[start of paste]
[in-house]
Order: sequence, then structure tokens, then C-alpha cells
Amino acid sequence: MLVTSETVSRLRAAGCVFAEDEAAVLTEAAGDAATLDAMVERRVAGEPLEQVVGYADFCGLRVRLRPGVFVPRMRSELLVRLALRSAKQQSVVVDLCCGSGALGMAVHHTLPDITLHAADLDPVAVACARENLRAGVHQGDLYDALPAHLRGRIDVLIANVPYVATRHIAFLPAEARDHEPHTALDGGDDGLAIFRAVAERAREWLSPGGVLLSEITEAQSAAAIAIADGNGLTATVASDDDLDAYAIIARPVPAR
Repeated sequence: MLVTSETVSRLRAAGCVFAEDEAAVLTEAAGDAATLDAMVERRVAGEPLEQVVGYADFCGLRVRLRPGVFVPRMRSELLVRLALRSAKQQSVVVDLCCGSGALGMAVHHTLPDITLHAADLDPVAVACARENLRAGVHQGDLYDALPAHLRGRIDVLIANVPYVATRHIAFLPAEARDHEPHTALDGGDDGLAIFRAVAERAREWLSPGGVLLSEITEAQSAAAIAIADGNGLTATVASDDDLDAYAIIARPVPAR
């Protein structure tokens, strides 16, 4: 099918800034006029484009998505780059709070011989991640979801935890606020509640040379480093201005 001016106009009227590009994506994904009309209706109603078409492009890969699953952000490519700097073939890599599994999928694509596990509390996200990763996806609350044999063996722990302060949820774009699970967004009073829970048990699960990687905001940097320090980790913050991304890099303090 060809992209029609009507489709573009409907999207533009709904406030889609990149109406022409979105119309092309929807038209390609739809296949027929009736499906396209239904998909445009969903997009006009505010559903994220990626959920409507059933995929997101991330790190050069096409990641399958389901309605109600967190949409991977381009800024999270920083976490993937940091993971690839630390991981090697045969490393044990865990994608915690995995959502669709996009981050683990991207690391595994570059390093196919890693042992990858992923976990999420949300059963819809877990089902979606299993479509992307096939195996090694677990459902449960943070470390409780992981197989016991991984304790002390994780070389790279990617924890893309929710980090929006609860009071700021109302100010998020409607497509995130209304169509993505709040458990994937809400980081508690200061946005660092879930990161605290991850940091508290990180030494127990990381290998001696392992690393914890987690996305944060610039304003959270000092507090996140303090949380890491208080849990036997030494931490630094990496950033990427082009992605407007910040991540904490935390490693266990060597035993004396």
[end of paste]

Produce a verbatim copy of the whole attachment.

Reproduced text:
[in-house]
Order: sequence, then structure tokens, then C-alpha cells
Amino acid sequence: MLVTSETVSRLRAAGCVFAEDEAAVLTEAAGDAATLDAMVERRVAGEPLEQVVGYADFCGLRVRLRPGVFVPRMRSELLVRLALRSAKQQSVVVDLCCGSGALGMAVHHTLPDITLHAADLDPVAVACARENLRAGVHQGDLYDALPAHLRGRIDVLIANVPYVATRHIAFLPAEARDHEPHTALDGGDDGLAIFRAVAERAREWLSPGGVLLSEITEAQSAAAIAIADGNGLTATVASDDDLDAYAIIARPVPAR
Repeated sequence: MLVTSETVSRLRAAGCVFAEDEAAVLTEAAGDAATLDAMVERRVAGEPLEQVVGYADFCGLRVRLRPGVFVPRMRSELLVRLALRSAKQQSVVVDLCCGSGALGMAVHHTLPDITLHAADLDPVAVACARENLRAGVHQGDLYDALPAHLRGRIDVLIANVPYVATRHIAFLPAEARDHEPHTALDGGDDGLAIFRAVAERAREWLSPGGVLLSEITEAQSAAAIAIADGNGLTATVASDDDLDAYAIIARPVPAR
């Protein structure tokens, strides 16, 4: 099918800034006029484009998505780059709070011989991640979801935890606020509640040379480093201005 001016106009009227590009994506994904009309209706109603078409492009890969699953952000490519700097073939890599599994999928694509596990509390996200990763996806609350044999063996722990302060949820774009699970967004009073829970048990699960990687905001940097320090980790913050991304890099303090 060809992209029609009507489709573009409907999207533009709904406030889609990149109406022409979105119309092309929807038209390609739809296949027929009736499906396209239904998909445009969903997009006009505010559903994220990626959920409507059933995929997101991330790190050069096409990641399958389901309605109600967190949409991977381009800024999270920083976490993937940091993971690839630390991981090697045969490393044990865990994608915690995995959502669709996009981050683990991207690391595994570059390093196919890693042992990858992923976990999420949300059963819809877990089902979606299993479509992307096939195996090694677990459902449960943070470390409780992981197989016991991984304790002390994780070389790279990617924890893309929710980090929006609860009071700021109302100010998020409607497509995130209304169509993505709040458990994937809400980081508690200061946005660092879930990161605290991850940091508290990180030494127990990381290998001696392992690393914890987690996305944060610039304003959270000092507090996140303090949380890491208080849990036997030494931490630094990496950033990427082009992605407007910040991540904490935390490693266990060597035993004396």